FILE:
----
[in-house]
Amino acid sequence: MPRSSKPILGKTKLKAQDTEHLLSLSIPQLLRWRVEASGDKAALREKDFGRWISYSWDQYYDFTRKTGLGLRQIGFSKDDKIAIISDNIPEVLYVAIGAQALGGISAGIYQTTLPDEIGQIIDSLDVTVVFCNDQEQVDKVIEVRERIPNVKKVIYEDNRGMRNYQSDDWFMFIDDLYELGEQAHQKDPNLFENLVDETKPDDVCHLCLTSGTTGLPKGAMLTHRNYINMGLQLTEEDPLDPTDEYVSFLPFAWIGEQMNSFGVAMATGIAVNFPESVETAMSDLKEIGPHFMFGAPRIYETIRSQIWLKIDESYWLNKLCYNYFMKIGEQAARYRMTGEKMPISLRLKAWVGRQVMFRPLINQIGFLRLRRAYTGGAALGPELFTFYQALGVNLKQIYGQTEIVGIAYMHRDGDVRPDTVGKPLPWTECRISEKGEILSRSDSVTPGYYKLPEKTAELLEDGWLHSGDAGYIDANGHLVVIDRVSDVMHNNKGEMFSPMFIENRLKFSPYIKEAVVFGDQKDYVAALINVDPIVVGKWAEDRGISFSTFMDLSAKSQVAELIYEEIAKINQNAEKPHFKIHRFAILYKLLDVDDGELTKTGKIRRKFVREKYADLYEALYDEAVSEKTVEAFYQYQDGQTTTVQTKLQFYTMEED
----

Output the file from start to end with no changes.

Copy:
[in-house]
Amino acid sequence: MPRSSKPILGKTKLKAQDTEHLLSLSIPQLLRWRVEASGDKAALREKDFGRWISYSWDQYYDFTRKTGLGLRQIGFSKDDKIAIISDNIPEVLYVAIGAQALGGISAGIYQTTLPDEIGQIIDSLDVTVVFCNDQEQVDKVIEVRERIPNVKKVIYEDNRGMRNYQSDDWFMFIDDLYELGEQAHQKDPNLFENLVDETKPDDVCHLCLTSGTTGLPKGAMLTHRNYINMGLQLTEEDPLDPTDEYVSFLPFAWIGEQMNSFGVAMATGIAVNFPESVETAMSDLKEIGPHFMFGAPRIYETIRSQIWLKIDESYWLNKLCYNYFMKIGEQAARYRMTGEKMPISLRLKAWVGRQVMFRPLINQIGFLRLRRAYTGGAALGPELFTFYQALGVNLKQIYGQTEIVGIAYMHRDGDVRPDTVGKPLPWTECRISEKGEILSRSDSVTPGYYKLPEKTAELLEDGWLHSGDAGYIDANGHLVVIDRVSDVMHNNKGEMFSPMFIENRLKFSPYIKEAVVFGDQKDYVAALINVDPIVVGKWAEDRGISFSTFMDLSAKSQVAELIYEEIAKINQNAEKPHFKIHRFAILYKLLDVDDGELTKTGKIRRKFVREKYADLYEALYDEAVSEKTVEAFYQYQDGQTTTVQTKLQFYTMEED